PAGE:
Robots and Children With Autism

· May 25, 2018

But that doesn’t take away from the huge potential they have now and will have in the future. Out of all that potential, one thing that stands out is their special ability to help children on the autism spectrum.

A lot of children with autism experience social isolation and have trouble communicating. These things make it harder to support them. It’s like trying to get through a brick wall. But there’s good news — it looks like robots are having more success than us in this area.

“These robots, unlike people, display simple and easily separatable patterns of behavior. They can talk and even follow along with simple conversations. They can make head motions and even have some facial expressions, but they’re easy to tell apart.

-[Translation] El País-

Children with autism interact with robots

It’s a strange paradox: a lot of children with autism who have trouble communicating with their environment don’t have any issues when it comes to communicating with a robot. We’re specifically talking about small, simple, emotional robots with eyes and limbs.

These robots have lead to a new concept that we could call “robot therapy.” In this case, the people they help are children with autism. But how are these robots managing to do something that not even we can do?


Children with autism and robots.

To try to find some answers, we’re going to look Juan’s story. He’s a 6-year-old boy who was diagnosed with autism at age 2. He stopped talking, interacting with other people, and retreated farther and farther into himself. Because of that, he became quite aggressive, which was also quite hard on his loved ones.

Juan’s mother didn’t know who to turn to. They had tried all the recommended therapies, but nothing worked for Juan. It seemed like he was only getting worse, not better. So his mother didn’t hesitate when she heard someone mention the possibility of doing therapy with robots. And it didn’t take long for the results to appear.

For some reason, Juan started to leave the bubble he’d put himself in. He started to interact with the robot doing his therapy. His mother couldn’t contain her excitement! Her son touched the robot, laughed, and even repeated some words it said. It was a huge achievement.

The University of Miguel Hernández de Elche and the company AISOY Robotics are still working together on a plan for robot therapy that can help children with an ASD (autism spectrum disorder).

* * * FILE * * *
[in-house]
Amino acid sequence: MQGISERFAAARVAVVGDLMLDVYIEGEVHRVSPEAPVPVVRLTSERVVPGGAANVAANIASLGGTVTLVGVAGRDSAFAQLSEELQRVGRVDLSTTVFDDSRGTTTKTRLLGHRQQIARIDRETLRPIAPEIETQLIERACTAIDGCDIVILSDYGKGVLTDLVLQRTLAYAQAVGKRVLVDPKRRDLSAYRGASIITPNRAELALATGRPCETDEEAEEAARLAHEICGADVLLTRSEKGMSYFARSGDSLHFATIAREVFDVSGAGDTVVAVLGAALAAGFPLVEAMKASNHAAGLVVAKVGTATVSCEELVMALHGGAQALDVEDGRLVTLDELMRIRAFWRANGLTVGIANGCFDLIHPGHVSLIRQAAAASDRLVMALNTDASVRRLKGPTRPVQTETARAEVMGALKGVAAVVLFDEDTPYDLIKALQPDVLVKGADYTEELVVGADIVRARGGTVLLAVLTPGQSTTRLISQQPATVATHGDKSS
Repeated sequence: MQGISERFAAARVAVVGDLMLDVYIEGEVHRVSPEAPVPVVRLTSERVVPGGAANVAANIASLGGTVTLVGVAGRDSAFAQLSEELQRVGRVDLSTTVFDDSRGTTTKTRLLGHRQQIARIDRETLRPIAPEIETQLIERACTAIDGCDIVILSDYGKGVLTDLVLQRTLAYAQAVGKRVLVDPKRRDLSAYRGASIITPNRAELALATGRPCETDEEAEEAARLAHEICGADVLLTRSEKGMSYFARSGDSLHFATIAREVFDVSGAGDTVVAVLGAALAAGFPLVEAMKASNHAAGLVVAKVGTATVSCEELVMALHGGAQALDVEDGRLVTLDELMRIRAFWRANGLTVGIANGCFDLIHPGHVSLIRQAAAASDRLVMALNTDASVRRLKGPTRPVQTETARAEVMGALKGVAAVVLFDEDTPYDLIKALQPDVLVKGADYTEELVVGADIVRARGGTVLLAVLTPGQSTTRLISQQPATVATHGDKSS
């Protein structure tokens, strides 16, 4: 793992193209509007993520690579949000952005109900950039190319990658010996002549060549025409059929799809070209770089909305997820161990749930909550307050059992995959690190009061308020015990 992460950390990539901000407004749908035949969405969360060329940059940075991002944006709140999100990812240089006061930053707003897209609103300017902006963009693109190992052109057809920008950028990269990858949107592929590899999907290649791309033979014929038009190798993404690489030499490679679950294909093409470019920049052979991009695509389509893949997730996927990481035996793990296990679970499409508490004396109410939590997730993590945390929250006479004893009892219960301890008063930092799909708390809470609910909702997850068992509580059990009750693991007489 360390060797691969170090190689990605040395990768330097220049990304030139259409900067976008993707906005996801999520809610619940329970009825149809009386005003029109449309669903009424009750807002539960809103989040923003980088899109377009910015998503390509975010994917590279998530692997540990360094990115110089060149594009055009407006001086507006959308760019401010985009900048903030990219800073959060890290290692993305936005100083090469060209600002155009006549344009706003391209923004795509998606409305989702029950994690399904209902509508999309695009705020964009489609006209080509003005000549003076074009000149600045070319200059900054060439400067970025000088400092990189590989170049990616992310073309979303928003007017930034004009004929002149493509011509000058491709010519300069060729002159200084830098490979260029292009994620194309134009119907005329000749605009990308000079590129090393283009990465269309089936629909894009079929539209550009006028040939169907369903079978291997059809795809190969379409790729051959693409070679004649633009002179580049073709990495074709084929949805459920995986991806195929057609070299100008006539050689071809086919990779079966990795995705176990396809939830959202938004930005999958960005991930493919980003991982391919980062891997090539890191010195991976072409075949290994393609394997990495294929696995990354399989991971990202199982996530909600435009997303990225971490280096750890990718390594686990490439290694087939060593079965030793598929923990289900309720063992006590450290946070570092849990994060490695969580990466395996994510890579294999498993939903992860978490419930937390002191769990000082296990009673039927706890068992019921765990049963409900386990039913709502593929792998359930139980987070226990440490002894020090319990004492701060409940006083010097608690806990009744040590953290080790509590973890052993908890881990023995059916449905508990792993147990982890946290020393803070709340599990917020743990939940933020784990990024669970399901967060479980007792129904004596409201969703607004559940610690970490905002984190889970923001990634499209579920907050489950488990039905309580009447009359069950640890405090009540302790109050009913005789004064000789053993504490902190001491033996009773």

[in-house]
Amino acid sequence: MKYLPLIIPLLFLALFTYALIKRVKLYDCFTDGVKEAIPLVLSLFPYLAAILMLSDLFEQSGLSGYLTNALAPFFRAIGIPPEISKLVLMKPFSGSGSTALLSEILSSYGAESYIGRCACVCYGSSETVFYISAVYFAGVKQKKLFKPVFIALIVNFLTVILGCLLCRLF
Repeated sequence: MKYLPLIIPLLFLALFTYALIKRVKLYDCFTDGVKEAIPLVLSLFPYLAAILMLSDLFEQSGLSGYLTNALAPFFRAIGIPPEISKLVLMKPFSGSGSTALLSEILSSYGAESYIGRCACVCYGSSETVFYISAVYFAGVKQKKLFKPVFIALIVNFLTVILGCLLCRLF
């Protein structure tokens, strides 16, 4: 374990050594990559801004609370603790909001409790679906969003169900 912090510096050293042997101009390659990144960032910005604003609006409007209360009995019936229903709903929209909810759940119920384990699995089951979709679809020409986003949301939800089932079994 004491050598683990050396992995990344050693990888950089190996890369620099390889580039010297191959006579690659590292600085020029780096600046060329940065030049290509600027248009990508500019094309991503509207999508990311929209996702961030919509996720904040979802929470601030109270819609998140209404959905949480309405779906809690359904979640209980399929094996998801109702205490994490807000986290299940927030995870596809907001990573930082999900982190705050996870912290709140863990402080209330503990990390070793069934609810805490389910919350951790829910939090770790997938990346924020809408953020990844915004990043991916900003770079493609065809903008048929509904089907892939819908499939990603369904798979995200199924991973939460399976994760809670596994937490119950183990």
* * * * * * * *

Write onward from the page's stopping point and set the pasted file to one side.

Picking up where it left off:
Interacting with robots helps children in their daily life

You might think that since Juan only interacted with the robot doing his therapy and not with people, he would only ever interact with that robot. But that wasn’t the case. All the steps forward Juan made with the robot helped him to interact with the rest of his environment. 

Because he had shut himself off, stopped talking, and stopped interacting with people, Juan couldn’t improve his communication skills. Thanks to robot therapy, his vocabulary started to get better. It also stimulated his emotions. Juan started to laugh and he was finally able to express what he felt.

robots-helping-children-with-autism

Without robot therapy, maybe Juan would never have gotten out of the box he shut himself in. Maybe he just needed more time. The only thing we know for certain is that this new kind of therapy has had incredible results. It helped Juan and many other children interact with their environment and develop social skills.

A lot of children with autism spectrum disorders have an amazing talent for music or painting, for example. They invest all their creative energy into these things. It’s the only kind of interaction they’re capable of. It doesn’t matter whether it’s with a paint brush, an instrument, or something else entirely.

Now they can start to interact in a more “human” way. Robots help children with autism take steps forward, and then shift that progress into their daily life.

There’s no cure for autism yet. But people are still researching new ways to stimulate children with autism so they can develop the tools they need to interact with their environment. Thank you, robots!